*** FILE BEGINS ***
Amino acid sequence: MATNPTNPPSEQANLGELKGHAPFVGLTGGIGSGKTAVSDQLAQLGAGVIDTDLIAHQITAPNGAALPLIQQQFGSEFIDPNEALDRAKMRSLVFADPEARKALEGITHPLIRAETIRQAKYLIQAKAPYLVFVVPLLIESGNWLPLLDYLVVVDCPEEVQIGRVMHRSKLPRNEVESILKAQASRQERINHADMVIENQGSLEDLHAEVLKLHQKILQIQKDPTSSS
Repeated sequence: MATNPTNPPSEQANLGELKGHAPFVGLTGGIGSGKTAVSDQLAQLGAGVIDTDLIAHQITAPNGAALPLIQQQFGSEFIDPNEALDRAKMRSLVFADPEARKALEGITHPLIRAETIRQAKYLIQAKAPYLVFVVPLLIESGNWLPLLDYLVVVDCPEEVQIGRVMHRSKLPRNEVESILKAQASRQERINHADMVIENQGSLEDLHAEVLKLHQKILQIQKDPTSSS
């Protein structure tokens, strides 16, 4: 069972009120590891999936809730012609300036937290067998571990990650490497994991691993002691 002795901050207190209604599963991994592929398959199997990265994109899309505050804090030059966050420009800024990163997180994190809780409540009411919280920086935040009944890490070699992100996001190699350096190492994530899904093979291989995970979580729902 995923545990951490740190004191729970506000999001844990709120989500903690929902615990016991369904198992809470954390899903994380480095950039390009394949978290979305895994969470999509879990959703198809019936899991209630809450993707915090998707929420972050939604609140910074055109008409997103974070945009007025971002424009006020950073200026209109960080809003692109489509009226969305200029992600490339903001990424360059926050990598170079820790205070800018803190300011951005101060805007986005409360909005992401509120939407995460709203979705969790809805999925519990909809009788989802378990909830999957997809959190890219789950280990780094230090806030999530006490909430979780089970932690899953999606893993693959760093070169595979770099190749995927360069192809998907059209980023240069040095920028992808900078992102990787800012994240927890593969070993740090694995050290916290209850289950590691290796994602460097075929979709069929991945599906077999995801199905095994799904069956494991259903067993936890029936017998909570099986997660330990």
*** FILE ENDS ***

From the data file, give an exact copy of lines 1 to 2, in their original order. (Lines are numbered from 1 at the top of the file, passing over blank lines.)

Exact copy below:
Amino acid sequence: MATNPTNPPSEQANLGELKGHAPFVGLTGGIGSGKTAVSDQLAQLGAGVIDTDLIAHQITAPNGAALPLIQQQFGSEFIDPNEALDRAKMRSLVFADPEARKALEGITHPLIRAETIRQAKYLIQAKAPYLVFVVPLLIESGNWLPLLDYLVVVDCPEEVQIGRVMHRSKLPRNEVESILKAQASRQERINHADMVIENQGSLEDLHAEVLKLHQKILQIQKDPTSSS
Repeated sequence: MATNPTNPPSEQANLGELKGHAPFVGLTGGIGSGKTAVSDQLAQLGAGVIDTDLIAHQITAPNGAALPLIQQQFGSEFIDPNEALDRAKMRSLVFADPEARKALEGITHPLIRAETIRQAKYLIQAKAPYLVFVVPLLIESGNWLPLLDYLVVVDCPEEVQIGRVMHRSKLPRNEVESILKAQASRQERINHADMVIENQGSLEDLHAEVLKLHQKILQIQKDPTSSS